And: ‘Common sense would suggest there are advantages to smaller class sizes.’

Judith Nowotarski, of course, gives her enthusiastic support.

Finally, a mum, plucked out by what means we will never know, saying: ‘Taking more teachers and chucking them into the pot isn’t going to make a difference. It’s about the training they get.’

What does that mean?  Perhaps, all I can say – it’s over to you John and the training of teachers. Are you up to the job?

I’ve written this in thirty minutes, in a bit of a rage. Allan, the editor, is asleep in London – and I want to get this out.  So, I’m sending it as a letter with attachment – putting it up later on the website in revised form (send in ideas to add).

The Dominion Post article is a bit of education fluff written, I would suggest, by a couple of neophyte journalists with both eyes on what the boss wanted.

The article begins ‘Labour’s proposal to reduce class sizes at schools has failed to win a universal gold star, with experts saying small cuts without improving teaching would do little to reduce the bar of student achievement.’

(I’m still wrestling with ‘reduce the bar of student achievement’. I hadn’t previously recognised student achievement as a bar, but the Dominion Post apparently has a different perspective.)

Which experts said small cuts wouldn’t improve teaching? Only one expert said that or did he? He seemed to say they wouldn’t in higher decile schools but would in lower ones? The other people weren’t experts, so why the plural?

Then, as I suggested above, perhaps the reason research shows reduced class sizes work for lower decile schools and not for higher, is that research isn’t focused on parts of learning more likely to be a feature in higher decile schools, however, those parts should feature in the of learning for all children and looked at accordingly. (I have written in previous postings why research on class sizes needs particular care.)

I go into many higher decile schools and find that while the children’s needs are not as basic as those from lower decile schools, they are very real, and would also benefit from lower class sizes, especially from a higher degree of teacher specialisation. The benefits, though, are not so much of the measurable sort. No government is going to be elected, and private schools will only flourish, if the needs of all children aren’t attended to.

In many respects, research on class size is bunkum: research on class size is system wide therefore does not benefit from Hawthorne – the camouflaged mainstay of nearly all quantitative research.

And one little word of caution – and this does not in any respect refer to John O’Neill who is a friend, of the utmost integrity, and a terrific educationist (he just happens to be off-key, in my view, on this one) – but any academic who speaks on the class size issue should be asked if he or she has a contract or appointment with the government or the prospect of such a contract or appointment, or is connected in any way with any private education company, both New Zealand or overseas.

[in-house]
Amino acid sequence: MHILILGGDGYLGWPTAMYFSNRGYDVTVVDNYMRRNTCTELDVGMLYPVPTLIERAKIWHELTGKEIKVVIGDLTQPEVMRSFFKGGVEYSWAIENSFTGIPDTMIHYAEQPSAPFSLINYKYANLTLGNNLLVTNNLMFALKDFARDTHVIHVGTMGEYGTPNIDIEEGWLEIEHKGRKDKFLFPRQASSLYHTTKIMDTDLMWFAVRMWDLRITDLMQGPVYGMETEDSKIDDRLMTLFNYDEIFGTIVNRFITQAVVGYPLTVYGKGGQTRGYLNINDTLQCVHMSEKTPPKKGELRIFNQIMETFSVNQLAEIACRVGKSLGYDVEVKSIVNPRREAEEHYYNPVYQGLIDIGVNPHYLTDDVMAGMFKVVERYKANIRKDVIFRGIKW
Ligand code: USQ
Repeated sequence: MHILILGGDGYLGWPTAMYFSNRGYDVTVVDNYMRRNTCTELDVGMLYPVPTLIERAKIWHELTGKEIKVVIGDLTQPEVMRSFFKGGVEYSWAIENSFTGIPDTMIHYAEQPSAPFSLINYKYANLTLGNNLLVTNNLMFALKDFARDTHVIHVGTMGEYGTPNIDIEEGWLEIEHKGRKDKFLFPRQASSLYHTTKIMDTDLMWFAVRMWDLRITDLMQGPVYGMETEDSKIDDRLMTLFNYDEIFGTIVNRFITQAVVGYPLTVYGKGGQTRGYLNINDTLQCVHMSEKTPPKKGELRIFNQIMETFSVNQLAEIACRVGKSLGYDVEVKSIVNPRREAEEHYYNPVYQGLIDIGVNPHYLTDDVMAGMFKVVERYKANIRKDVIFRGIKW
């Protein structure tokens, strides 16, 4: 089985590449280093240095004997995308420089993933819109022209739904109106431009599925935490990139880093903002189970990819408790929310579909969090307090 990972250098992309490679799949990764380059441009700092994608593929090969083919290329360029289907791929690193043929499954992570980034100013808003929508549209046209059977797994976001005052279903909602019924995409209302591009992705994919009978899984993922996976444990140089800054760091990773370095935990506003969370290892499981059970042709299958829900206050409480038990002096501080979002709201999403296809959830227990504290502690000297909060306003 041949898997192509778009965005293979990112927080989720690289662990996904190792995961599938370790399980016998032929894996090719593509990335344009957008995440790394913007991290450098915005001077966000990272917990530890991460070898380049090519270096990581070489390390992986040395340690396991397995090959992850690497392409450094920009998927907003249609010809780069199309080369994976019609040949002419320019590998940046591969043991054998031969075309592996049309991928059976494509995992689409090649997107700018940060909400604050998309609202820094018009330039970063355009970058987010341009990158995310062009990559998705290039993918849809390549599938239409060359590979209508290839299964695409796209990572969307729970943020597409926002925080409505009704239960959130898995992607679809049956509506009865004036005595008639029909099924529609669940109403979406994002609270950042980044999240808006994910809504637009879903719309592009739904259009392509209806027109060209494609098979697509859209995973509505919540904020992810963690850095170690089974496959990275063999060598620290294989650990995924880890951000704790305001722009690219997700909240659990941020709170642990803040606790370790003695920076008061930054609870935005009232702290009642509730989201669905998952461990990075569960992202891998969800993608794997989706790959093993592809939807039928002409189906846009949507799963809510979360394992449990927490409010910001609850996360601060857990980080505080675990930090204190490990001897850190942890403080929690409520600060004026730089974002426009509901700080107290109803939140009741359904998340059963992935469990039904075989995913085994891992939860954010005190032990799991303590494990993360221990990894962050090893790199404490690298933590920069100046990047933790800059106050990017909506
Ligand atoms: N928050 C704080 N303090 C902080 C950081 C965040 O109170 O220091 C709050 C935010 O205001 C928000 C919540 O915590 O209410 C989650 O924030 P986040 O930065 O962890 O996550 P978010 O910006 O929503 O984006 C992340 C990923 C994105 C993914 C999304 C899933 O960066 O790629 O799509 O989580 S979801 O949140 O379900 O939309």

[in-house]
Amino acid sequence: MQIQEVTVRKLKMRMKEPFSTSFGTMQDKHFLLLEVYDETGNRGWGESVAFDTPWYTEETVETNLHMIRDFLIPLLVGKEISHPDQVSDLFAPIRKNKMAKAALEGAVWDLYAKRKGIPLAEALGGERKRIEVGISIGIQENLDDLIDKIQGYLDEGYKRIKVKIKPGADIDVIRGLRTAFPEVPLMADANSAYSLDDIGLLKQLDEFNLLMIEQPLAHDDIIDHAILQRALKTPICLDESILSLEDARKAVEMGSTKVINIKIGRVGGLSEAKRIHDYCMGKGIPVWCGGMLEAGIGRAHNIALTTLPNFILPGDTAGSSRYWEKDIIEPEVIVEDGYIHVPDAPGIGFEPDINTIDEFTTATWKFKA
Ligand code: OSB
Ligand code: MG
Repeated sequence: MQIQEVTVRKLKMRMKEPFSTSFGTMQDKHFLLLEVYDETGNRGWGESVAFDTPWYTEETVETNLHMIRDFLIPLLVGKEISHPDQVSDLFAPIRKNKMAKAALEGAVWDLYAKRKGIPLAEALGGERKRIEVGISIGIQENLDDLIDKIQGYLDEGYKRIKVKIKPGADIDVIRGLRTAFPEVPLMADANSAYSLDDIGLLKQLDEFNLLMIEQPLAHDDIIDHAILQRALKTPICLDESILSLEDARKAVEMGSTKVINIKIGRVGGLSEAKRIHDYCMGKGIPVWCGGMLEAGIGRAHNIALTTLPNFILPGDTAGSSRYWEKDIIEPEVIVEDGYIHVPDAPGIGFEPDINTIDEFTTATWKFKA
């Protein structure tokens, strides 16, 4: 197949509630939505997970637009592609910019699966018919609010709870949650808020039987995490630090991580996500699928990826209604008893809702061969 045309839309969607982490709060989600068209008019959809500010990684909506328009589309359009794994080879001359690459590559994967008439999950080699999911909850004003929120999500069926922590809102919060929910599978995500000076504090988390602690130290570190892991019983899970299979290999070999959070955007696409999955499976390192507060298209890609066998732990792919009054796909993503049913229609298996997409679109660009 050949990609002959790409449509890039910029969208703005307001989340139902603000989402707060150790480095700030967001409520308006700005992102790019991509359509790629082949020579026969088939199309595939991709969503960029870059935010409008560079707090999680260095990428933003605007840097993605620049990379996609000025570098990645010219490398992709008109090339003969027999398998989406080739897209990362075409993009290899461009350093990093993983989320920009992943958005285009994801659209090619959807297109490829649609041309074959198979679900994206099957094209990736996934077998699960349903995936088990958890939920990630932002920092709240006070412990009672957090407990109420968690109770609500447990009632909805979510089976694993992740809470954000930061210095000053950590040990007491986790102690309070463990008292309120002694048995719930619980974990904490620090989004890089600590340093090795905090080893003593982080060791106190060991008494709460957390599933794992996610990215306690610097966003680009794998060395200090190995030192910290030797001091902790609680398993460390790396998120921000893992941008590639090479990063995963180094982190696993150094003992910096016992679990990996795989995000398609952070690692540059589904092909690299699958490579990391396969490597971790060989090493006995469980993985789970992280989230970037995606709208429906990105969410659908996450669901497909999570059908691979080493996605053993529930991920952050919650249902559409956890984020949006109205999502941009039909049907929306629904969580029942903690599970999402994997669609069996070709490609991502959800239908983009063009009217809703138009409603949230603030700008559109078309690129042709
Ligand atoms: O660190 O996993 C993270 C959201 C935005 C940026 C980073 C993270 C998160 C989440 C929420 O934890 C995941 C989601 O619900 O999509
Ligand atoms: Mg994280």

So we have the expert all over the place. We have Hekia against, and Judith for. We have a principal for, and a parent against. How does that justify the title and introductory paragraph? I would remind all those concerned that this isn’t a game – this is about our children.

Poor show.

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One Response to Dominion Post stoops to partisan politics – John O’Neill gets caught up in Fairfax’s anti-state school stance

  1. Paul says:

    This is the same John O’Neil who said this two years ago.

    “O’Neill says that Professor John Hattie’s comments about class size being ‘less important’ have been misinterpreted by the Treasury.

    There is some background to consider here. Hattie’s book Visible Learnings gives class size a small effect on student achievement; however, a counter-publication, Invisible Learnings? A commentary on John Hattie’s ‘Visible Learning: A synthesis of over 800 meta-analyses relating to achievement’ by a number of Massey University academics, including O’Neill, looks at how Hattie’s findings have perhaps been taken out of context by others.

    “Hattie has been cited as ‘finding’ that class size is not important and this has excited the attention of those concerned about financing of schools, who conclude they can economise on class size,” the Massey text reads. “Hattie recognises that ‘class size’ cannot usefully be considered in isolation from other potentially important, pedagogically related variables. Reducing class size may have only a small effect when considered in isolation but that’s not the issue. What matters is that reducing class size permits the teacher (and children) to do things differently.”

    As suggested here, there is certainly much research available on the benefits of small class sizes. Classes with low student to teacher ratios are said to improve attendance, test results, monitoring of student progress and engagement in learning. Bullying and vandalism are less likely to occur in schools with smaller classes. Teachers are more likely to be engaged in professional development and school reforms.

    One of the most important benefits of small class size is that teachers are likely to pick up earlier that a student is struggling. O’Neill notes that New Zealand early literacy research in south Auckland schools show that learners with poorly developed literacy need smaller classes in the early years in order to have the support they need to become confident readers”.